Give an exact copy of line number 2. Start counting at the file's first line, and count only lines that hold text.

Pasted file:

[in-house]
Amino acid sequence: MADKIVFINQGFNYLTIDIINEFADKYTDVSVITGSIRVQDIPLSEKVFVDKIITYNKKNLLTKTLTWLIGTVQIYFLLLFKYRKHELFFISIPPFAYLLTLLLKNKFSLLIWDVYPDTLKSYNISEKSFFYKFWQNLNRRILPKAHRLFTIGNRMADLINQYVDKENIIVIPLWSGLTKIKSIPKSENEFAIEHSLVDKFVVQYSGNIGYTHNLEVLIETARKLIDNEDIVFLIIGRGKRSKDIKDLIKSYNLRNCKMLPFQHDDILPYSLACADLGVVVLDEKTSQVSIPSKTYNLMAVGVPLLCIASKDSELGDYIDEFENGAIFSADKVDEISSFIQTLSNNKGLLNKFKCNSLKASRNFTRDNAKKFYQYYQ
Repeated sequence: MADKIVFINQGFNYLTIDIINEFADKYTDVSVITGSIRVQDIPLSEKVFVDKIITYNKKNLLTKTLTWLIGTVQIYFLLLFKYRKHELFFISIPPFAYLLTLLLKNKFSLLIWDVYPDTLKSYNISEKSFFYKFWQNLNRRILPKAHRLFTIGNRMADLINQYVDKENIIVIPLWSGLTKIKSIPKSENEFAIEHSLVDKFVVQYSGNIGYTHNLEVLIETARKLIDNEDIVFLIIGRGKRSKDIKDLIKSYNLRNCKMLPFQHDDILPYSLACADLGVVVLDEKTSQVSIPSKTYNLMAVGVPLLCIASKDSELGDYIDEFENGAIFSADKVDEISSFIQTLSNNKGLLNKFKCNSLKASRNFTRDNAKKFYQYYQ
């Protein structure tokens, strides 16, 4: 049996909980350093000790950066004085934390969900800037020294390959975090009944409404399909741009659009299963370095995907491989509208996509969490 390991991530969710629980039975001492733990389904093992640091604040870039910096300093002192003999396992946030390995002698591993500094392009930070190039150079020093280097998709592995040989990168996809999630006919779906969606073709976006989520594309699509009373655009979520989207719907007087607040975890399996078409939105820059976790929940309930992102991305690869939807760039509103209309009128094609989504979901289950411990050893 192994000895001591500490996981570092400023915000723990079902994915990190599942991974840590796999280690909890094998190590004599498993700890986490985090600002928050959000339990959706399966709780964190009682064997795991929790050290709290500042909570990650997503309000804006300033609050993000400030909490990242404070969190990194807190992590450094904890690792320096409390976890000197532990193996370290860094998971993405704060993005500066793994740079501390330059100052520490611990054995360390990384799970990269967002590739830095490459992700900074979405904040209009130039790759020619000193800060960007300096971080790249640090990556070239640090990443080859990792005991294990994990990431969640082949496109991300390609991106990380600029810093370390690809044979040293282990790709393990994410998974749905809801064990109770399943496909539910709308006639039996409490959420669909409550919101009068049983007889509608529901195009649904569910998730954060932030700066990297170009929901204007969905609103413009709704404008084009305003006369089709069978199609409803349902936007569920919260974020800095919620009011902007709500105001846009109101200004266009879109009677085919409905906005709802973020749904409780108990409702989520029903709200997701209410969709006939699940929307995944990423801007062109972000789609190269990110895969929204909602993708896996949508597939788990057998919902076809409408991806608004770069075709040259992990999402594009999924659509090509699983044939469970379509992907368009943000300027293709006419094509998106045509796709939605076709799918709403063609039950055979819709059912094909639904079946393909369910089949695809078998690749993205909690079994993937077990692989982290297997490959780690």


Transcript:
Amino acid sequence: MADKIVFINQGFNYLTIDIINEFADKYTDVSVITGSIRVQDIPLSEKVFVDKIITYNKKNLLTKTLTWLIGTVQIYFLLLFKYRKHELFFISIPPFAYLLTLLLKNKFSLLIWDVYPDTLKSYNISEKSFFYKFWQNLNRRILPKAHRLFTIGNRMADLINQYVDKENIIVIPLWSGLTKIKSIPKSENEFAIEHSLVDKFVVQYSGNIGYTHNLEVLIETARKLIDNEDIVFLIIGRGKRSKDIKDLIKSYNLRNCKMLPFQHDDILPYSLACADLGVVVLDEKTSQVSIPSKTYNLMAVGVPLLCIASKDSELGDYIDEFENGAIFSADKVDEISSFIQTLSNNKGLLNKFKCNSLKASRNFTRDNAKKFYQYYQ